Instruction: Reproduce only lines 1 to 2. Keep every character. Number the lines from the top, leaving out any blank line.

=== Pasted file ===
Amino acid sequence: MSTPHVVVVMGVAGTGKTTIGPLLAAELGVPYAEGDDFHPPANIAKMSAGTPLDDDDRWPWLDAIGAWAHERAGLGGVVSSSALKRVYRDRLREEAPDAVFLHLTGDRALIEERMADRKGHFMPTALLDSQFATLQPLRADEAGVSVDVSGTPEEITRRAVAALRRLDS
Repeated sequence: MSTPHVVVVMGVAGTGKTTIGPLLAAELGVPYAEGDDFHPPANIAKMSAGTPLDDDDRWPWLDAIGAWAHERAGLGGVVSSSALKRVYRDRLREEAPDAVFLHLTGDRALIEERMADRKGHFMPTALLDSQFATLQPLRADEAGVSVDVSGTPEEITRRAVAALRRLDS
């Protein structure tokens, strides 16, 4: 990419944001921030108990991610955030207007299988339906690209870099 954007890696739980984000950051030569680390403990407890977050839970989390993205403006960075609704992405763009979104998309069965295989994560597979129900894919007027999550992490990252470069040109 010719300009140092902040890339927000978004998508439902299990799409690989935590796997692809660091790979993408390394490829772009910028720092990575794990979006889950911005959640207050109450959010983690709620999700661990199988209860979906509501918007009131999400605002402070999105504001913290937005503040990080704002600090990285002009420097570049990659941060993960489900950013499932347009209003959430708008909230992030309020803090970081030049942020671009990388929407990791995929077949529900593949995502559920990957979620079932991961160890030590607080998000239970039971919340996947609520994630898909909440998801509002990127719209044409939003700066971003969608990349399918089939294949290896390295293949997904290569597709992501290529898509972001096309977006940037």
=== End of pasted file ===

Amino acid sequence: MSTPHVVVVMGVAGTGKTTIGPLLAAELGVPYAEGDDFHPPANIAKMSAGTPLDDDDRWPWLDAIGAWAHERAGLGGVVSSSALKRVYRDRLREEAPDAVFLHLTGDRALIEERMADRKGHFMPTALLDSQFATLQPLRADEAGVSVDVSGTPEEITRRAVAALRRLDS
Repeated sequence: MSTPHVVVVMGVAGTGKTTIGPLLAAELGVPYAEGDDFHPPANIAKMSAGTPLDDDDRWPWLDAIGAWAHERAGLGGVVSSSALKRVYRDRLREEAPDAVFLHLTGDRALIEERMADRKGHFMPTALLDSQFATLQPLRADEAGVSVDVSGTPEEITRRAVAALRRLDS